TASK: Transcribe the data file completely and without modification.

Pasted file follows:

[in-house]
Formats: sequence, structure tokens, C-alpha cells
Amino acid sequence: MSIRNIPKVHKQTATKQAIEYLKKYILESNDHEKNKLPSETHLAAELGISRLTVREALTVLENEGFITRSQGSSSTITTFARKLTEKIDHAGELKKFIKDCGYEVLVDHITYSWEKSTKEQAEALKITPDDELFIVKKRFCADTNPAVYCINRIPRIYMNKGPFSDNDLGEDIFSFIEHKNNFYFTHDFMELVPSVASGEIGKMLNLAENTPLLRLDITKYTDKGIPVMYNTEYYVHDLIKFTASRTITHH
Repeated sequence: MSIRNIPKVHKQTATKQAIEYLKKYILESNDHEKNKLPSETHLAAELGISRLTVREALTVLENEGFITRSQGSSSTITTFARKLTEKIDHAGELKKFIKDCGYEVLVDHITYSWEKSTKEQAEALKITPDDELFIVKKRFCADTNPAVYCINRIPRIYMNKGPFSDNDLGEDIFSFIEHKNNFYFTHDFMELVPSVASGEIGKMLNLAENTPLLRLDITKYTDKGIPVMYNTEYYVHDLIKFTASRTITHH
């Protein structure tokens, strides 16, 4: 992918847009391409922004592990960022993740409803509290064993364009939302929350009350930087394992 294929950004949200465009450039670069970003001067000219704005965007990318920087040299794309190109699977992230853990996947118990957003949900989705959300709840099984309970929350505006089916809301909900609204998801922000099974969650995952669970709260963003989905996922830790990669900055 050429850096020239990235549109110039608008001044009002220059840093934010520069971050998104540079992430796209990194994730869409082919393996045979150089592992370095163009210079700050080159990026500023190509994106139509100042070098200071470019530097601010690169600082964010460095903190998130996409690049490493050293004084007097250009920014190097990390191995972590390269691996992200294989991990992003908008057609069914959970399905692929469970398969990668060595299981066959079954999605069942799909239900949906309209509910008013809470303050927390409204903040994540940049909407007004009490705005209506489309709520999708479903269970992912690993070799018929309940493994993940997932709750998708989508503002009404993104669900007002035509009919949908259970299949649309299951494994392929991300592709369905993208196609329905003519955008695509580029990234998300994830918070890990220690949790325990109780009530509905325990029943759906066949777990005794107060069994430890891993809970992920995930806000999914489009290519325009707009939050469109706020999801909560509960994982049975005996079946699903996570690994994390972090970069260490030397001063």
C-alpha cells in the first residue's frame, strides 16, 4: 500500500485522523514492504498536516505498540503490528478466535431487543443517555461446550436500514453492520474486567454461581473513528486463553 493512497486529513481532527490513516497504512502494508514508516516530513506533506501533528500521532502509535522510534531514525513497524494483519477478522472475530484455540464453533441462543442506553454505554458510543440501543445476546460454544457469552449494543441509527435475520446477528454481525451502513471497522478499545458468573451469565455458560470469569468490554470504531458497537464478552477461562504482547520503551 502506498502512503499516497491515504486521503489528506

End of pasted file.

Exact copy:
[in-house]
Formats: sequence, structure tokens, C-alpha cells
Amino acid sequence: MSIRNIPKVHKQTATKQAIEYLKKYILESNDHEKNKLPSETHLAAELGISRLTVREALTVLENEGFITRSQGSSSTITTFARKLTEKIDHAGELKKFIKDCGYEVLVDHITYSWEKSTKEQAEALKITPDDELFIVKKRFCADTNPAVYCINRIPRIYMNKGPFSDNDLGEDIFSFIEHKNNFYFTHDFMELVPSVASGEIGKMLNLAENTPLLRLDITKYTDKGIPVMYNTEYYVHDLIKFTASRTITHH
Repeated sequence: MSIRNIPKVHKQTATKQAIEYLKKYILESNDHEKNKLPSETHLAAELGISRLTVREALTVLENEGFITRSQGSSSTITTFARKLTEKIDHAGELKKFIKDCGYEVLVDHITYSWEKSTKEQAEALKITPDDELFIVKKRFCADTNPAVYCINRIPRIYMNKGPFSDNDLGEDIFSFIEHKNNFYFTHDFMELVPSVASGEIGKMLNLAENTPLLRLDITKYTDKGIPVMYNTEYYVHDLIKFTASRTITHH
């Protein structure tokens, strides 16, 4: 992918847009391409922004592990960022993740409803509290064993364009939302929350009350930087394992 294929950004949200465009450039670069970003001067000219704005965007990318920087040299794309190109699977992230853990996947118990957003949900989705959300709840099984309970929350505006089916809301909900609204998801922000099974969650995952669970709260963003989905996922830790990669900055 050429850096020239990235549109110039608008001044009002220059840093934010520069971050998104540079992430796209990194994730869409082919393996045979150089592992370095163009210079700050080159990026500023190509994106139509100042070098200071470019530097601010690169600082964010460095903190998130996409690049490493050293004084007097250009920014190097990390191995972590390269691996992200294989991990992003908008057609069914959970399905692929469970398969990668060595299981066959079954999605069942799909239900949906309209509910008013809470303050927390409204903040994540940049909407007004009490705005209506489309709520999708479903269970992912690993070799018929309940493994993940997932709750998708989508503002009404993104669900007002035509009919949908259970299949649309299951494994392929991300592709369905993208196609329905003519955008695509580029990234998300994830918070890990220690949790325990109780009530509905325990029943759906066949777990005794107060069994430890891993809970992920995930806000999914489009290519325009707009939050469109706020999801909560509960994982049975005996079946699903996570690994994390972090970069260490030397001063």
C-alpha cells in the first residue's frame, strides 16, 4: 500500500485522523514492504498536516505498540503490528478466535431487543443517555461446550436500514453492520474486567454461581473513528486463553 493512497486529513481532527490513516497504512502494508514508516516530513506533506501533528500521532502509535522510534531514525513497524494483519477478522472475530484455540464453533441462543442506553454505554458510543440501543445476546460454544457469552449494543441509527435475520446477528454481525451502513471497522478499545458468573451469565455458560470469569468490554470504531458497537464478552477461562504482547520503551 502506498502512503499516497491515504486521503489528506